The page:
A team from the Montreal Clinical Research Institute (IRCM) wrote a new chapter in gene regulation by unearthing the function of about 200 proteins that have often flown under the radar of biologists: ribonucleic acid binding proteins (RBPs). The discovery could lead to new therapeutic targets for various diseases in which RBPs are known to be affected, such as different cancers and neurological disorders, including the fragile X syndrome, spinal muscular atrophy, amyotrophic lateral sclerosis (ALS) and frontotemporal dementia.
In the article published in the high impact factor journal Nature, Eric Lécuyer, researcher at the IRCM and a professor at the Faculty of Medicine at Université de Montréal, along with colleagues from four U.S teams, revealed that these RBPs are essential for cells to work properly and have important functions in the regulation of gene expression within different compartments of the cell.
“We noticed that RBPs are almost always located in a specific cellular subcompartment, which suggests that they play an active role in RNA regulation”, said Eric Lécuyer, “Some could, for example, have the function of transporting RNAs to specific locations in the cell. Others may react quickly to external stress, changing the RNA distribution in the cell and modifying the gene expression profile”. It is as if the RBPs act as the “cell’s FedEx system” he added, for simplicity. “Each RNA is routed to a different place in the cell because of an element, like a type of bar code included within its sequence, which could possibly be recognized by one or more RBPs.” Therefore, any dysfunction in the RBPs actions could lead to a wide range of diseases such as cancer, neurological and muscular disorders.
There could be between 1,500 to 2,000 different RBPs in humans. Understanding the functions of on a large scale has been a missing link until this recent paper. “The study of RNA regulation by RBPs has been totally overshadowed by the study of DNA regulation,” added Lécuyer. According to him, many of these proteins have been deeply preserved throughout evolution, from bacteria to humans: “This observation alone suggests that they are essential for cells to function properly.”
A concerted public data effort
To verify these facts, Eric Lécuyer and his colleagues characterized 200 RBPs as part of the ENCODE Project, a U.S. government initiative that follows the Human Genome Sequencing Project. The aim is to characterize each of the human genome’s functional elements, making this information available to the entire scientific community.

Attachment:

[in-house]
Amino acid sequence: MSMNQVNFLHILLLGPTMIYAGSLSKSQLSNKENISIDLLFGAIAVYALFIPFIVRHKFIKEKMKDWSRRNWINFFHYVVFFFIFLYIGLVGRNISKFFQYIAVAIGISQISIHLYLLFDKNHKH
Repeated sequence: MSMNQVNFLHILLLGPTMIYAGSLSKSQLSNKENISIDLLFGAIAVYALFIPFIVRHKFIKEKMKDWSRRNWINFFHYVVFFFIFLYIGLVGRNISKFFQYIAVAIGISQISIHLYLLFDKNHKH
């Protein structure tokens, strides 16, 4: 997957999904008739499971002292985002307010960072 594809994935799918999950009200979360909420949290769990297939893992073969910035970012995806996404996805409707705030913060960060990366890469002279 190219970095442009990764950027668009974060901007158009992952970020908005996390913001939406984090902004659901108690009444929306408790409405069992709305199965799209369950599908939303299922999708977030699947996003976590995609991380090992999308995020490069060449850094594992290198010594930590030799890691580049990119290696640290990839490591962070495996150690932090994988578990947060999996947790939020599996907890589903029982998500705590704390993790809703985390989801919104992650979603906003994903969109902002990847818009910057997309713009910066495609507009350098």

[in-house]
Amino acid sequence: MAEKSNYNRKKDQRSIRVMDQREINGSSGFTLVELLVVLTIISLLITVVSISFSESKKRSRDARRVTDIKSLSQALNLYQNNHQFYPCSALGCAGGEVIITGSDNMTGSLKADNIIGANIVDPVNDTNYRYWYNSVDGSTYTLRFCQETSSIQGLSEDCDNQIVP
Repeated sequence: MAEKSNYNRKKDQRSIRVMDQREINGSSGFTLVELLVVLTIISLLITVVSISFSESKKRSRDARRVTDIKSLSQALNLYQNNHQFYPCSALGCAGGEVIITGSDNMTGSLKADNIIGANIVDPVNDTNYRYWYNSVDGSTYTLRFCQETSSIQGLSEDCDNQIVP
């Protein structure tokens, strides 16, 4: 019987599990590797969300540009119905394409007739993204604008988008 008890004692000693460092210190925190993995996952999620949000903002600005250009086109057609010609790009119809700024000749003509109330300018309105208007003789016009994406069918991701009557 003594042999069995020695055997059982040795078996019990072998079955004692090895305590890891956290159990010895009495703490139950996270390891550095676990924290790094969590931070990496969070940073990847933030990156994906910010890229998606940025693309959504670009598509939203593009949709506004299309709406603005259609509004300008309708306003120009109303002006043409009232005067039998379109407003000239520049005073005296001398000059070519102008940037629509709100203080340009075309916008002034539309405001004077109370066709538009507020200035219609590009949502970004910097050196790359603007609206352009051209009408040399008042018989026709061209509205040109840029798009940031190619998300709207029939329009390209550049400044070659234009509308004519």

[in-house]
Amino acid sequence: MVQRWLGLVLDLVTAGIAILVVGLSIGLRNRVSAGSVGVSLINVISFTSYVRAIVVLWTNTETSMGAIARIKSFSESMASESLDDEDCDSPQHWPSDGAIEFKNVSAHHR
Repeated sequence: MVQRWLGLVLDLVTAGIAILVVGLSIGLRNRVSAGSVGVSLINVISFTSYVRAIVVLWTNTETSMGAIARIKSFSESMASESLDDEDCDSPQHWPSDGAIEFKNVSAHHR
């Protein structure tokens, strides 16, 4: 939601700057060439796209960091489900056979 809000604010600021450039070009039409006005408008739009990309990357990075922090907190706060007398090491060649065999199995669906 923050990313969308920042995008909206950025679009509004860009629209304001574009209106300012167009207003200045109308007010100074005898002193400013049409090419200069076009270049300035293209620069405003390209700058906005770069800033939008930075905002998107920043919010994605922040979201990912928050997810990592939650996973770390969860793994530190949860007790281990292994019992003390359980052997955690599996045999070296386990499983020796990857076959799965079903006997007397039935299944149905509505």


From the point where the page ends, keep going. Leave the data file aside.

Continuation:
Each of the five groups participating in the project relied on a different approach to accumulate data on RBPs. The first laboratory determined the association between each RNA sequence and RBP in each cell. Another repeated the in vitro experiment, outside a cellular environment. The third group systematically blocked the production of each RBP in cultured cells and measured the impact of their absence on RNA expression. The fourth group investigated the impact of the DNA association of certain RBPs. Members of the Lécuyer team focused on the intracellular localization of RBPs.
In a five-year painstaking task, the team targeted each of the 200 RBPs with an antibody of its own to reveal the location of each protein in the cell. The group used cell fractionation to confirm information from the fluorescent assay.
In the future, they plan to continue this investigation by characterizing the location of a new collection of RBPs. “We have already done the work for another group of 250 proteins, and we now have antibodies that target a total of several hundred more,” he said.
About the study
The study is the result of a collaborative effort by a team from the IRCM and three U.S. universities. Xiaofeng Wang, Neal Cody, Louis Philip Benoit Bouvrette, Julie Bergalet and Eric Lécuyer, all from the IRCM’s RNA Biology Research Unit, were involved in the research. This study has more than 30 other authors from the University of California at San Diego, Massachusetts Institute of Technology and UConn Health’s Institute for Systems Genomics.
The research has received financial support from the National Human Genome Research Institute, Fonds de recherche du Québec – Santé (FRQS), Damon Runyon Cancer Research Foundation and National Institutes of Health.
Read full article published in Nature